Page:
An Arabian Sea Cruise


For those who think cruises are boring, let me dispel a few myths. To be fair, I should say at the outset, I used to think the same but now I’ve tried a few, it seems to me that if you pick the right route – and the right ship – a cruise can be full of contrast and surprise.

I go for smaller ships. This means you don’t get a dancing on ice show or a champagne fountain every night, but to me this is something of a relief. It’s also a good idea to forgo the most popular routes – when in all likelihood, you’ll be one of a row of ships lined up, and one of 10,000 or more passengers on shore. You’ll be hard pressed to spot a local.

So, I went on Fred Olsen’s Boudicca, their smallest ship (and on this cruise with just 450 passengers) to one of the less visited regions on the high seas. We started in Sri Lanka but, as a place I didn’t know at all, I got there a week ahead of embarkation to have time to explore.

Just a day’s sail away from Colombo was Kochi (or Cochin, the locals use both names) and after the tranquillity of Sri Lanka, the noise and numbers of India really do hit you. But even a day in Kochi – it seems like a sleepy backwater in retrospect – does nothing to prepare you for Mumbai and its 20 million people. And, of course, we Brits have, shall we say, a slightly difficult history with India.

Everywhere you find signs of empire, notably in the array of one monumental Victorian building after another, a replica of a Regent’s Park crescent here, an echo of St Pancras Station there. There’s even a Big Ben. Fortunately, the locals bear us no ill will and you find yourself posing for endless selfies…

Our last stop in India is the fishing port of Porbandar and surely one of the poorest places in the country. It’s also Gandhi’s birthplace (lots more selfies with Indian tourists). There are heaps of stinking litter all around the port, picked over by dogs and egrets. And then, the lotus emerging from the mud, hundreds if not thousands of flamingos on the beach.

Two days on and we’re in Dubai and, after the appalling poverty of Porbandar, its much-flaunted wealth comes as even more of an affront. It’s a place that prides itself on having everything it can label the biggest or the most expensive – buildings, yachts, golden domes, you name it. Among other items, it has the largest empty picture frame in the world – erected apparently without irony, a perfect symbol for the place.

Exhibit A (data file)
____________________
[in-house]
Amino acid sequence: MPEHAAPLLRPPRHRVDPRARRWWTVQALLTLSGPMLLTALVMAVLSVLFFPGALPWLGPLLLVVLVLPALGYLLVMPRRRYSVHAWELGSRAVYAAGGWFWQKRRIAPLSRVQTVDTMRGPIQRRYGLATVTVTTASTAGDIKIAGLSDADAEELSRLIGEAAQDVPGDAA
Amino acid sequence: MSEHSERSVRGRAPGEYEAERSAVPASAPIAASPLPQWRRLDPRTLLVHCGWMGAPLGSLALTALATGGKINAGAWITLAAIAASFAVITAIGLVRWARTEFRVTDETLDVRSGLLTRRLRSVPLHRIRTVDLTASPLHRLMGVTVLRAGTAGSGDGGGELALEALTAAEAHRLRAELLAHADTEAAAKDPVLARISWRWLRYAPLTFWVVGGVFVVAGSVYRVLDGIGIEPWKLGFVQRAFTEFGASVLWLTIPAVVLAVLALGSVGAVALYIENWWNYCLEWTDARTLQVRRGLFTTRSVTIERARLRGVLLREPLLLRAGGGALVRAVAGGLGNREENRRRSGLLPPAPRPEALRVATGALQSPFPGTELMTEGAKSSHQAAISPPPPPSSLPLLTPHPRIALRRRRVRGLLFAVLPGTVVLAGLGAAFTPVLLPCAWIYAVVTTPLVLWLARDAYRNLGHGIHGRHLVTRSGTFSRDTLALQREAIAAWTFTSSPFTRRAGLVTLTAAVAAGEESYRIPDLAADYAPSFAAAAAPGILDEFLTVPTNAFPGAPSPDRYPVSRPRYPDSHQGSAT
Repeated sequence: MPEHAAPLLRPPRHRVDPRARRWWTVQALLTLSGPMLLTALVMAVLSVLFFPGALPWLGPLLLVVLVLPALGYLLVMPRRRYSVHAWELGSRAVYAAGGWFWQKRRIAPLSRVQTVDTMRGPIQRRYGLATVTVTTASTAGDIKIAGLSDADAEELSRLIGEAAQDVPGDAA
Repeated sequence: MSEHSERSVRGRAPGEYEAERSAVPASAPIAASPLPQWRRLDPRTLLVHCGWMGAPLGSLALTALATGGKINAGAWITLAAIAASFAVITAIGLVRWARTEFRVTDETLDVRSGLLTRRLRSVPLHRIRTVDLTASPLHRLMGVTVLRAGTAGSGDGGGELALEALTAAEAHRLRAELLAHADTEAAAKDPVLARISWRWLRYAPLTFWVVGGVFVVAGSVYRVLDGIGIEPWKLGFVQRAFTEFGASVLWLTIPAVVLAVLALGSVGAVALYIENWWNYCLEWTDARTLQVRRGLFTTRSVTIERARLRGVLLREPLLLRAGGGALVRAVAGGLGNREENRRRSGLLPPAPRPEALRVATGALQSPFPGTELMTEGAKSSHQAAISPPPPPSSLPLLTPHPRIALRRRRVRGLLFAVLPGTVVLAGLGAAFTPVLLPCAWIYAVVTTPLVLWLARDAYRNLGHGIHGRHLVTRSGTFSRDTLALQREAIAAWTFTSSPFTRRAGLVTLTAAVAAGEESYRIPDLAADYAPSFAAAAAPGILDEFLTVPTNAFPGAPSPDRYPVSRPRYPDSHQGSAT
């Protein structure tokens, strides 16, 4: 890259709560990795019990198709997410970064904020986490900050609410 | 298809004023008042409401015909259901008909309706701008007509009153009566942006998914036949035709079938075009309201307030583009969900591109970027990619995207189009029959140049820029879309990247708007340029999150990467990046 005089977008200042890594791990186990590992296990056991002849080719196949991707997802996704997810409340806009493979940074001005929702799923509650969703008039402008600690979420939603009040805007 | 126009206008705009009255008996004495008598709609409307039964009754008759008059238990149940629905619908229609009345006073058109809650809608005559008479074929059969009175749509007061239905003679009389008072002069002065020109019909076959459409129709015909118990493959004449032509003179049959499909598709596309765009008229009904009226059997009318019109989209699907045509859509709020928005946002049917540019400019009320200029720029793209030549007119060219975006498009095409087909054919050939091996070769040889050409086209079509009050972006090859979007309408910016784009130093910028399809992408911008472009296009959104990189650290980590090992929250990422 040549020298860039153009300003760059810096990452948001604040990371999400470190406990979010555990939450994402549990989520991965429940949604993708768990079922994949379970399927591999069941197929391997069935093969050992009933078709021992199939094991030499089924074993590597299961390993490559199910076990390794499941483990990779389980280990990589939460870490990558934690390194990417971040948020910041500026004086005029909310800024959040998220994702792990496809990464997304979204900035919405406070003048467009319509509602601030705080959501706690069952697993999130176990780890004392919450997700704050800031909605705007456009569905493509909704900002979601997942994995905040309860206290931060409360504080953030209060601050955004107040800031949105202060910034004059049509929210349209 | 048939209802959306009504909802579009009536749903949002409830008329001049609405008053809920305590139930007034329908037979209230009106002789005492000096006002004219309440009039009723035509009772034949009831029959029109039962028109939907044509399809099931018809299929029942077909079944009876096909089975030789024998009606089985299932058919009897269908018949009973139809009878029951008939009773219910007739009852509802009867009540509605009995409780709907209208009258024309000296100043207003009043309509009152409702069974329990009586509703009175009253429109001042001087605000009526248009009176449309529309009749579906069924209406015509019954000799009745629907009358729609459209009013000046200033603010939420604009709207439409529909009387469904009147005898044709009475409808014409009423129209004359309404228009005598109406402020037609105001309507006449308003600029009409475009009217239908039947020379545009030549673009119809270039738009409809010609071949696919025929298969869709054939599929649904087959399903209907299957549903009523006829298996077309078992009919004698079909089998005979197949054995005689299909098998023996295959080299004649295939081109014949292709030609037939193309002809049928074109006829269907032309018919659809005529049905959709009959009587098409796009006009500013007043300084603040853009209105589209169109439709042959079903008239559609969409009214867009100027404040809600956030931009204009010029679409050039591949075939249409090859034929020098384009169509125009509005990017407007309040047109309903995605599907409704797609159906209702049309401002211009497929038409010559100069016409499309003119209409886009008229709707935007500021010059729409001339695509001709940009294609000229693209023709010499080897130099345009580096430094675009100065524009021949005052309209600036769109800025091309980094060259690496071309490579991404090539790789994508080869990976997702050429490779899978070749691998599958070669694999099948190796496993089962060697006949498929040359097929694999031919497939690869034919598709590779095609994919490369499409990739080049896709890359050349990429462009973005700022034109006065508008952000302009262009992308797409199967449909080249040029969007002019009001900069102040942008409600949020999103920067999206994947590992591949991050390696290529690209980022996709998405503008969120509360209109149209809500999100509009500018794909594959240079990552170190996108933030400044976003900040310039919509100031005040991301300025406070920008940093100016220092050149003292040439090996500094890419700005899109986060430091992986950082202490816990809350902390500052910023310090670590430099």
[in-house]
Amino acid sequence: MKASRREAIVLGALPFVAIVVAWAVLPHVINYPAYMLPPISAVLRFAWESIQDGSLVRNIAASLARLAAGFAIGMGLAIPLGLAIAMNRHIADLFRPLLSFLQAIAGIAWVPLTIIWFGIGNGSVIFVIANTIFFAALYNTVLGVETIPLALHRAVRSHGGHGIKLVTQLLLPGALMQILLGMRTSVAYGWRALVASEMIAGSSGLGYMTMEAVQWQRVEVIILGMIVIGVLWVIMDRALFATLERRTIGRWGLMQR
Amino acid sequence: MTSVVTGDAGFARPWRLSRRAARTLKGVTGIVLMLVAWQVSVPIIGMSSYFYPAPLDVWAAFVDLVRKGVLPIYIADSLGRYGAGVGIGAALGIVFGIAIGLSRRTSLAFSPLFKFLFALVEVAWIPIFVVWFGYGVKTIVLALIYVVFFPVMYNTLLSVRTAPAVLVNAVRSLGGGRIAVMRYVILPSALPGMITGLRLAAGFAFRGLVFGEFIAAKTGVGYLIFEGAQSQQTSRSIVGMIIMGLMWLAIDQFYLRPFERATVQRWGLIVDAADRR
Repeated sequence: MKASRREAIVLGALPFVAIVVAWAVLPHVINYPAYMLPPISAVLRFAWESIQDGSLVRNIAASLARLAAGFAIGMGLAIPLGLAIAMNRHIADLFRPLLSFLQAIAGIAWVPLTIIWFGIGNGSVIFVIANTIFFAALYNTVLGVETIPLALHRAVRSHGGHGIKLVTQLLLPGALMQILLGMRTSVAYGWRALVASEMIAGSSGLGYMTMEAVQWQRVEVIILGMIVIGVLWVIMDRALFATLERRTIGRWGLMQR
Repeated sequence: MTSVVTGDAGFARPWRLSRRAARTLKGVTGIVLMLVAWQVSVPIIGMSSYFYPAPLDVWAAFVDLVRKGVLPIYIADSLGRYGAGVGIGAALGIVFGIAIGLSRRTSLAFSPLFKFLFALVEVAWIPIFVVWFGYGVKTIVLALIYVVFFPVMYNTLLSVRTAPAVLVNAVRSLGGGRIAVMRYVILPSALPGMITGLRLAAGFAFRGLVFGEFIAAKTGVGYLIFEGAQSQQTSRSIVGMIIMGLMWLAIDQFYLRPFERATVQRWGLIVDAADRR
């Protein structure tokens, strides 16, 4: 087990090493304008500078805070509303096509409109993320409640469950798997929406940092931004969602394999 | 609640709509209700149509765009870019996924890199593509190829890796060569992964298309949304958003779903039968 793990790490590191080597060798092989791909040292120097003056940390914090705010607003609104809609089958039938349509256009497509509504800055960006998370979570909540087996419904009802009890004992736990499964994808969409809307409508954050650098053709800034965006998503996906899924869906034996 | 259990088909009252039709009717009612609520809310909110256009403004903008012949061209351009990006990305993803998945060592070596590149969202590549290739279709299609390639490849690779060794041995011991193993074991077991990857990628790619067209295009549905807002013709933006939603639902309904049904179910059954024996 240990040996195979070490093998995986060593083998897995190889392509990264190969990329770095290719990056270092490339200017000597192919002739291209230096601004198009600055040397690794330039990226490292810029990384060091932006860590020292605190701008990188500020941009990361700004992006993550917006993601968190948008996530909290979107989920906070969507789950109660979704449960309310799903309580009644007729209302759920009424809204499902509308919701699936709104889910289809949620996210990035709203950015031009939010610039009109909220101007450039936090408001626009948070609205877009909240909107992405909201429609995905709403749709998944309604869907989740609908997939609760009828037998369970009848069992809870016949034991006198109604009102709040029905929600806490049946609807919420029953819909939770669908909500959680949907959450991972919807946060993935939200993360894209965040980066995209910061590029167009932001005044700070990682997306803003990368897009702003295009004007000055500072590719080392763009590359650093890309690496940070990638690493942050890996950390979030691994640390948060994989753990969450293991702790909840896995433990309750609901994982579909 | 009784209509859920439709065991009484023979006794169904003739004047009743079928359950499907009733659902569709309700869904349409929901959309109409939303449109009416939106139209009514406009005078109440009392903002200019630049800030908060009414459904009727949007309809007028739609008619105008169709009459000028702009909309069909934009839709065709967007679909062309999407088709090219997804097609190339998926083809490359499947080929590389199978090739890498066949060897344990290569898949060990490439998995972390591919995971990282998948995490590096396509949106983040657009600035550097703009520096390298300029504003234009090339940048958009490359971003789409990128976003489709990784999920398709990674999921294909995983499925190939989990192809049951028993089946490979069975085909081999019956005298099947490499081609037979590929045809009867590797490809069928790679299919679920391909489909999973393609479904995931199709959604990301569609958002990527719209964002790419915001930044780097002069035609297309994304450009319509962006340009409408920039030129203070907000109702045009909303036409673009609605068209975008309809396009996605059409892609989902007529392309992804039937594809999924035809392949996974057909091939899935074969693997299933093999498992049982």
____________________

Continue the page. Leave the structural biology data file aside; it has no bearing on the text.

Thankfully, Oman is only a day away. And, again, what a contrast. There is, obviously, immense mineral wealth but there are no skyscrapers, the buildings are all in the arabesque style and the place has been transformed by Sultan Qaboos over almost 50 years. To say he is revered is an understatement. He deposed his father (who literally shot himself in the foot during an otherwise bloodless coup) in 1970 and sent him into exile (a suite in the Dorchester, tough). The old sultan left behind him just 20km of road and three schools in the entire country, as well as a ban on, among other things, radios and bicycles.

Oman is now the beauty queen of the Arab world (if such a thing could be imagined – though they do have camel beauty contests…) It is well governed, there’s no Islamic extremism, it’s pretty much crime and drug free and everything (health, education, including university) is free. Oh yes, and you don’t pay taxes. No wonder they love him.

After Oman, we sail around the coast of Yemen and into the Red Sea. This is pirate territory so the ship is dark at night (usually the decks would be lit), there are rolls of barbed wire along the first boardable deck, we have water cannons, armed guards and people on watch day and night. There’s even a drill for the passengers. At the signal we go to our assigned “safe havens”, sitting on the floor in the inner corridors while the captain hurls the ship about to make boarding more difficult. It’s slightly disappointing that we don’t see a single suspicious ship.

Four days at sea (till we get to Jordan where I disembark) prompt reflection. It’s baking hot on deck in the daytime and passengers are misted on their loungers to help them tolerate the heat. At breakfast, there was champagne (this being a formal night). And yet a few miles away – we can’t actually see land – is Yemen, that unhappiest of countries. The juxtaposition seems, to put it mildly, surreal.

And the cruise has raised some other questions. Sultan Qaboos didn’t just win his country militarily. He won hearts and minds too. From the start, he made an annual progress through the country, stopping in every town and village and talking to people to ask what they needed and making sure they got it. So an exemplary ruler – but an absolute one – something of a challenge for a democrat.

Having been in the world’s biggest democracy just a few days earlier, this becomes even more of a challenge. Our last stop, Porbandar, had been a city of appalling poverty, filth and squalor. OK, so India has a far larger population and nothing like the mineral resources of Oman but it does have immense wealth and even a space programme. The wealth just never seems to filter down. As I say, a conundrum for a democrat…

For more information about Fred Olsen cruises, including routes, itineraries and destinations, visit

Photos by the author.